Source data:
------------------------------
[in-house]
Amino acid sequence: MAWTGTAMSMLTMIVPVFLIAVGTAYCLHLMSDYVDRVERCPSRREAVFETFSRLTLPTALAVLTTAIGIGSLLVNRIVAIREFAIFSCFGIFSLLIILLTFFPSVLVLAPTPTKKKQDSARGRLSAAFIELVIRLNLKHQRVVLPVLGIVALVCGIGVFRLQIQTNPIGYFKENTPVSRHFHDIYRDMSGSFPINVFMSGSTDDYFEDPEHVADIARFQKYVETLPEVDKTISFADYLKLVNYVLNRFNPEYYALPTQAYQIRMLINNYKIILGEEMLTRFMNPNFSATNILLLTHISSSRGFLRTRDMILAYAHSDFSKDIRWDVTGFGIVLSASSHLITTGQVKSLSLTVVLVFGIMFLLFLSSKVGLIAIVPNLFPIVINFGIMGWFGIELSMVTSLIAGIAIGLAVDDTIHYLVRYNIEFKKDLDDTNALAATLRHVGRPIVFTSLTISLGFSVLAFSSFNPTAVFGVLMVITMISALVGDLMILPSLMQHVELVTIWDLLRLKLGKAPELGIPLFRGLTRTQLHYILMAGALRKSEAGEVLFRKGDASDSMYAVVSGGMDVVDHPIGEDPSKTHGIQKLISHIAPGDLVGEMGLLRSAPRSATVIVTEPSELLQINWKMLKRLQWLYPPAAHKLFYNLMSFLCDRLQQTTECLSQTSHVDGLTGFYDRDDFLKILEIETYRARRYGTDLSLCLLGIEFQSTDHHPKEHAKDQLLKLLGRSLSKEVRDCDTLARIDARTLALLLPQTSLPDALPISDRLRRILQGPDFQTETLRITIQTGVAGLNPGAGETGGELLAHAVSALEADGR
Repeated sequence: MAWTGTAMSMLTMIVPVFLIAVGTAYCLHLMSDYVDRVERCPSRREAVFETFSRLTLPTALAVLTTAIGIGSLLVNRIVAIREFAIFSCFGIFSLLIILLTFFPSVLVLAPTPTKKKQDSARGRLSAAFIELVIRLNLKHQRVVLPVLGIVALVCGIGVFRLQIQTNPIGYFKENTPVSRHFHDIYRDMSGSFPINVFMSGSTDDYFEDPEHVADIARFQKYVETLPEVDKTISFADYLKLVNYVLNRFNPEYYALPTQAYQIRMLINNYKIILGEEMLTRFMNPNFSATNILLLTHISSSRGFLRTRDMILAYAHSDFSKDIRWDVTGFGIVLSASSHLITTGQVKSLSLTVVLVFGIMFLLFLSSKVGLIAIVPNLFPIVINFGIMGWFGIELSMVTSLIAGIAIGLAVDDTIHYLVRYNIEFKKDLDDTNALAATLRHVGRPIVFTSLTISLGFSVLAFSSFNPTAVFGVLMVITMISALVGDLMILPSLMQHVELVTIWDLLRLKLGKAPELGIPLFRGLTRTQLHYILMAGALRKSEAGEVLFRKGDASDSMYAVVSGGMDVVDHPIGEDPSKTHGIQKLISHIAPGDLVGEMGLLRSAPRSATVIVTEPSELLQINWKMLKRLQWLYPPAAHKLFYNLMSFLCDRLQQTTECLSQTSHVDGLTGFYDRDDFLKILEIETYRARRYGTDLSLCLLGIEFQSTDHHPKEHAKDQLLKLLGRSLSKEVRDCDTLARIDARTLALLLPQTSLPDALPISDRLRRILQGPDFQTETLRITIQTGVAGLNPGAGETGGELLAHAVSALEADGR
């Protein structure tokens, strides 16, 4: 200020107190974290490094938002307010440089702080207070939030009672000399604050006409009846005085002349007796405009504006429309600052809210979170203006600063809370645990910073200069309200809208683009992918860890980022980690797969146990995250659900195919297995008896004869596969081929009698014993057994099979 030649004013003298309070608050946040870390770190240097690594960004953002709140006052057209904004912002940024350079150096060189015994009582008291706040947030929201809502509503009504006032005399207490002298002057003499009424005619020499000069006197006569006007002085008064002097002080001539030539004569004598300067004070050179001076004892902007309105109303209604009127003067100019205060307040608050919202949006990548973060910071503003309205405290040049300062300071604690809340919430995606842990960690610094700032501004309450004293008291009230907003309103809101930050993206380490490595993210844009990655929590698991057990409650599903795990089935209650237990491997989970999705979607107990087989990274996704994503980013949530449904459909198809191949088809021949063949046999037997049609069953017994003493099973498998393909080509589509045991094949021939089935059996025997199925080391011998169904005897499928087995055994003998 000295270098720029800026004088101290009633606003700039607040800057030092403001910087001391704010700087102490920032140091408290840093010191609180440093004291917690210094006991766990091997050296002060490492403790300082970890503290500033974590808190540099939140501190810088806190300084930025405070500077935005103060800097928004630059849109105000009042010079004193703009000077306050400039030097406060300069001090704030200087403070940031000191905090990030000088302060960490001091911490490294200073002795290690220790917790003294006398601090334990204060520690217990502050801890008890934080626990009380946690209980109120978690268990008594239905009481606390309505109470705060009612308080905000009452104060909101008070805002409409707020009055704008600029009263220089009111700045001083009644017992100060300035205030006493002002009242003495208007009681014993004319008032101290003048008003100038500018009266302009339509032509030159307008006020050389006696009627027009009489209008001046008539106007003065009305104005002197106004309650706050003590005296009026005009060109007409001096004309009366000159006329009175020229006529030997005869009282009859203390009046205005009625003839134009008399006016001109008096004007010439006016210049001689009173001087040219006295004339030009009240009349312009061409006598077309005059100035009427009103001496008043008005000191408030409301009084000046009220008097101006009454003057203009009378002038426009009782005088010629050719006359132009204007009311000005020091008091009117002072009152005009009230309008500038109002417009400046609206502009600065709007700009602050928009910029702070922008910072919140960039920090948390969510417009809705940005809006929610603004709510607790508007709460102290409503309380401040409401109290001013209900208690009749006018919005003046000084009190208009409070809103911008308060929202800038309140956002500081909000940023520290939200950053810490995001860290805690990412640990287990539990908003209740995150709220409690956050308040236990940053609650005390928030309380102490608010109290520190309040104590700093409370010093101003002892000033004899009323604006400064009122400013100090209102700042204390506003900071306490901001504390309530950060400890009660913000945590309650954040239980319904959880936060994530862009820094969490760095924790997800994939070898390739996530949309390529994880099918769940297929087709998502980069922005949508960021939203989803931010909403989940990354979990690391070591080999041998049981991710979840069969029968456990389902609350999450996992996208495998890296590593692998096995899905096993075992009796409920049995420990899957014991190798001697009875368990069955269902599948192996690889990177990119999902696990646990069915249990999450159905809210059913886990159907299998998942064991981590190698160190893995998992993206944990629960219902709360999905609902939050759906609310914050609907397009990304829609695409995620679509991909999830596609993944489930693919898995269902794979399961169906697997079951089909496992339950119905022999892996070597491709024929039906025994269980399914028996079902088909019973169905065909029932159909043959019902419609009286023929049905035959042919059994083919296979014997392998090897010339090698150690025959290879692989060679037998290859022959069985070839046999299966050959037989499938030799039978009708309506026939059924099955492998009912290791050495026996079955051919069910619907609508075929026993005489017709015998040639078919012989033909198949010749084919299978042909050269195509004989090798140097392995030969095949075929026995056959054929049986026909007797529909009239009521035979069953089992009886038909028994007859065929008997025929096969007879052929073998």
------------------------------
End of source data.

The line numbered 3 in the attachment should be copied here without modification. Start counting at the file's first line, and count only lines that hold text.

Repeated sequence: MAWTGTAMSMLTMIVPVFLIAVGTAYCLHLMSDYVDRVERCPSRREAVFETFSRLTLPTALAVLTTAIGIGSLLVNRIVAIREFAIFSCFGIFSLLIILLTFFPSVLVLAPTPTKKKQDSARGRLSAAFIELVIRLNLKHQRVVLPVLGIVALVCGIGVFRLQIQTNPIGYFKENTPVSRHFHDIYRDMSGSFPINVFMSGSTDDYFEDPEHVADIARFQKYVETLPEVDKTISFADYLKLVNYVLNRFNPEYYALPTQAYQIRMLINNYKIILGEEMLTRFMNPNFSATNILLLTHISSSRGFLRTRDMILAYAHSDFSKDIRWDVTGFGIVLSASSHLITTGQVKSLSLTVVLVFGIMFLLFLSSKVGLIAIVPNLFPIVINFGIMGWFGIELSMVTSLIAGIAIGLAVDDTIHYLVRYNIEFKKDLDDTNALAATLRHVGRPIVFTSLTISLGFSVLAFSSFNPTAVFGVLMVITMISALVGDLMILPSLMQHVELVTIWDLLRLKLGKAPELGIPLFRGLTRTQLHYILMAGALRKSEAGEVLFRKGDASDSMYAVVSGGMDVVDHPIGEDPSKTHGIQKLISHIAPGDLVGEMGLLRSAPRSATVIVTEPSELLQINWKMLKRLQWLYPPAAHKLFYNLMSFLCDRLQQTTECLSQTSHVDGLTGFYDRDDFLKILEIETYRARRYGTDLSLCLLGIEFQSTDHHPKEHAKDQLLKLLGRSLSKEVRDCDTLARIDARTLALLLPQTSLPDALPISDRLRRILQGPDFQTETLRITIQTGVAGLNPGAGETGGELLAHAVSALEADGR